16 Nov 2020
by Michelle Stewart

America on our minds



This week marks International Education Week in the United States, an annual promotion by the US Departments of State and Education designed to celebrate the contributions of international education in the US context. Typically, the release of the ‘Open Doors’ report on student mobility is the headline event of International Education Week – but this year, of course, much more prominent in most of our minds is the outcome of the hotly contested US presidential race, resulting in the election of Joseph R. Biden. 

According to James Moran, Associate Senior Research Fellow at the Centre for European Policy Studies and a former EU diplomat: “Now, with Biden’s longstanding belief in multilateralism and international cooperation, we can look forward to seeing Washington coming back to the table, and that can only be a good thing for Europe and the world at large.”

Biden’s presidency will provide an opportunity to build bridges with international partners based on trust and mutual respect with a focus on the enormous challenges our planet and societies are facing: climate change, infectious diseases and general threats to our security. The USA makes a significant contribution to the collective response to global challenges, and international collaboration on the pandemic, security issues, global trade and climate action is vital.

Tackling the pandemic

Biden has quickly demonstrated a different approach to his predecessor, announcing the appointment of a 12-member coronavirus taskforce, an impressive group packed full of experts and scientists. This is a clear sign of the diverging path that Biden intends to take when it comes to dealing with the pandemic. Trump, compared to other leaders, was slow to hire a science adviser, he withdrew from the international Paris climate accord after calling climate change “a hoax”, and repeatedly dismissed the advice of a leading infectious diseases specialist, Anthony Fauci.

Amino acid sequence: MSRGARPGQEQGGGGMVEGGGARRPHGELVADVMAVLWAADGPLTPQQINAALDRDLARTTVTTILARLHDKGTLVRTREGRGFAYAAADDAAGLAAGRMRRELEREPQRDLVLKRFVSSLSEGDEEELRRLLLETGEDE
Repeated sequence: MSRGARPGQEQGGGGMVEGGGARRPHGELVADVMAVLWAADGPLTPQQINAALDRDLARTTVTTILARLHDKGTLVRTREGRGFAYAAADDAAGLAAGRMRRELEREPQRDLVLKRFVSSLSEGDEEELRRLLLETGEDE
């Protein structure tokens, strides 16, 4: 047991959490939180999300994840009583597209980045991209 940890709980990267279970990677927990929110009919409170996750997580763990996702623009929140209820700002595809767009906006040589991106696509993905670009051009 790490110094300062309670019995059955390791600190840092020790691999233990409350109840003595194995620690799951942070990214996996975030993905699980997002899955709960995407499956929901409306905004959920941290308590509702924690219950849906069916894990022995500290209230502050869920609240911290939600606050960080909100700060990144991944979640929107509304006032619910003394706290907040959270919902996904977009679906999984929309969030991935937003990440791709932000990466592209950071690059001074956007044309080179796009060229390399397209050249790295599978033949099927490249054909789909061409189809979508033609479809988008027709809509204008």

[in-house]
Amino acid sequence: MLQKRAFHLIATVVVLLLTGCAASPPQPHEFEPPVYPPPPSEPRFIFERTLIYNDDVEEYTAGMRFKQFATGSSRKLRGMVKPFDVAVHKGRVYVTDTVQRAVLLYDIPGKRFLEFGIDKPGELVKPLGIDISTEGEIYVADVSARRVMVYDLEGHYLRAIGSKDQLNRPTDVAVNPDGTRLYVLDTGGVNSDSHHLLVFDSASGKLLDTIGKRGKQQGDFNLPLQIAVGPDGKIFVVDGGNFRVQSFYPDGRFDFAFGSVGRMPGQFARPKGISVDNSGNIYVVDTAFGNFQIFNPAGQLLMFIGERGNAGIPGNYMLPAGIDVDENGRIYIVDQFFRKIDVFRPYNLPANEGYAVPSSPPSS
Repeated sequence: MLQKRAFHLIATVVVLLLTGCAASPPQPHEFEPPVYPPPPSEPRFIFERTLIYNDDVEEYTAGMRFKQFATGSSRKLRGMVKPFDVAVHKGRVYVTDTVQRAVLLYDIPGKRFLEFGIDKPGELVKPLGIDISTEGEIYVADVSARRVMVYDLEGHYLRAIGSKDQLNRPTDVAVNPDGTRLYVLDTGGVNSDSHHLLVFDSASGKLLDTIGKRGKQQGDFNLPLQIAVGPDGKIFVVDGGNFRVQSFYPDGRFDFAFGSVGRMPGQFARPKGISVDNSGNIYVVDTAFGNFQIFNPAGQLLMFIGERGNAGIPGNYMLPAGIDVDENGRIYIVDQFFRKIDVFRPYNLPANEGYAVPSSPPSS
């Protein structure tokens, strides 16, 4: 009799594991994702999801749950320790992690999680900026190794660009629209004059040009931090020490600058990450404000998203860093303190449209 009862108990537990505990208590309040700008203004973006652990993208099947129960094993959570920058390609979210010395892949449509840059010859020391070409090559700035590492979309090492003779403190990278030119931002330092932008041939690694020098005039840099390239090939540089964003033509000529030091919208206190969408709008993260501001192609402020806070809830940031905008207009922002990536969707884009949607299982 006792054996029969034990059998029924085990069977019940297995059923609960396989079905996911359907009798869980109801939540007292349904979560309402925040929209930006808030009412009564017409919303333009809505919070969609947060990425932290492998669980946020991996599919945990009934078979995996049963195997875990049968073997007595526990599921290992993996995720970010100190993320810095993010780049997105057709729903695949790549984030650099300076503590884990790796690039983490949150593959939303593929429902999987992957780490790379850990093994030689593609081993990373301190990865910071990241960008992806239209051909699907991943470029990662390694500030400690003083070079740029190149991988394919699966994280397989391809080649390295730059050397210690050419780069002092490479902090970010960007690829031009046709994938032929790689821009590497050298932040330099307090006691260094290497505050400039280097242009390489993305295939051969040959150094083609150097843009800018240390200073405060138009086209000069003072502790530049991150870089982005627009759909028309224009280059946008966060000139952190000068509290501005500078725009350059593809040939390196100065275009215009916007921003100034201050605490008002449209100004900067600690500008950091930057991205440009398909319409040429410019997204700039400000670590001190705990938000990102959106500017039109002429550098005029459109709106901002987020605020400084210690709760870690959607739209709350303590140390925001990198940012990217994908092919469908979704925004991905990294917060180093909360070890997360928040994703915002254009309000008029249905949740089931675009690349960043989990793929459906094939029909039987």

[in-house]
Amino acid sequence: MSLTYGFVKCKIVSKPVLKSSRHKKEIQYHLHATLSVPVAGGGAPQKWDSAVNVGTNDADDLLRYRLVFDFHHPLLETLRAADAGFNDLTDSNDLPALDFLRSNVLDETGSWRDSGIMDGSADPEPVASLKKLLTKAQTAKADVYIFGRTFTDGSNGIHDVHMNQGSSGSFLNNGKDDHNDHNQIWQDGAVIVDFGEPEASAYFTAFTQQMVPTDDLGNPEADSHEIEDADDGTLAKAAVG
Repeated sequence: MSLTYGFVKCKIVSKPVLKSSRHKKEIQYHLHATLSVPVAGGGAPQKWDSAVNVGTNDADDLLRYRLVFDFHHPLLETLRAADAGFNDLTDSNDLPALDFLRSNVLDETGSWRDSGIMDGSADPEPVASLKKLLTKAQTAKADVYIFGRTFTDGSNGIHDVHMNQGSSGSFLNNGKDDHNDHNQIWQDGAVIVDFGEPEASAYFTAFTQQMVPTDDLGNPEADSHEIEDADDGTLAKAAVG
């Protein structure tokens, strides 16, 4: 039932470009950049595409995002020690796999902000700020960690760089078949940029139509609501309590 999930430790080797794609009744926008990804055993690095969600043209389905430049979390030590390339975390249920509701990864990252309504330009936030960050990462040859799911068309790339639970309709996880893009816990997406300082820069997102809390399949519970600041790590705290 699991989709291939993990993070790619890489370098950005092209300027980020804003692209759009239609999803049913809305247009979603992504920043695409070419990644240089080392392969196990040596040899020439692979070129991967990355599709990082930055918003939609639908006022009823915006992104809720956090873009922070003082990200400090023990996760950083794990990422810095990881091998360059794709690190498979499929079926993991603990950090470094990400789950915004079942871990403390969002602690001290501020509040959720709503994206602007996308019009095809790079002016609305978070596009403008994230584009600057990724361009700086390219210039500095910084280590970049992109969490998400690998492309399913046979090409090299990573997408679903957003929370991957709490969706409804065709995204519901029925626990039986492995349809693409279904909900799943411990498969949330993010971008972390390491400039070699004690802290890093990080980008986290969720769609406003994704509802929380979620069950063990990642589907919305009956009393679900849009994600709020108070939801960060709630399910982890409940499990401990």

Trump created barriers that can easily be lifted, but it may be more difficult to shift perceptions of the USA as a welcoming place to work and study

European Commission President Ursula von der Leyen has also expressed optimism, saying the EU “stands ready to intensify cooperation with the new administration” on “tackling climate change together” and “fighting COVID-19”.

Impact on mobility and collaboration

Whether election results alter student or staff mobility trends is debatable. In my experience, academic connections are personal and are robust enough to resist political comings and goings. Likewise, students tend not to be overly influenced by election results, unless their policies impact them directly. Trump’s track record on immigration created barriers that can easily be lifted, but it may be more difficult to shift perceptions of the USA as a welcoming place to work and study.

Collegues at the British Universities Transatlantic Exchange Association confirmed that the main consideration in terms of outbound mobility (UK to USA) is confidence in the way the pandemic is being managed. With the USA being one of the worst-affected countries in the world in terms of COVID-19, it’s understandable that students and parents are concerned about the health risks of studying there. This, combined with uncertainties about when and how campuses are going to re-open and a lack of clarity on visa processing times will be the main deciding factors for students considering the US as a study destination.

Only time will tell how a Biden administration will unfold and what its overall impact on internationalisation will be. But for the time being, the US election results give us a good reason for cautious optimism about the future of the pandemic, its effect on mobility, and the many other shared challenges we face.The EAIE podcast brings you voices, perspectives, ideas and insights into the world of international education. Host Laura Rumbley chats with special guests about the issues that matter most for your day-to-day work internationalising higher education.


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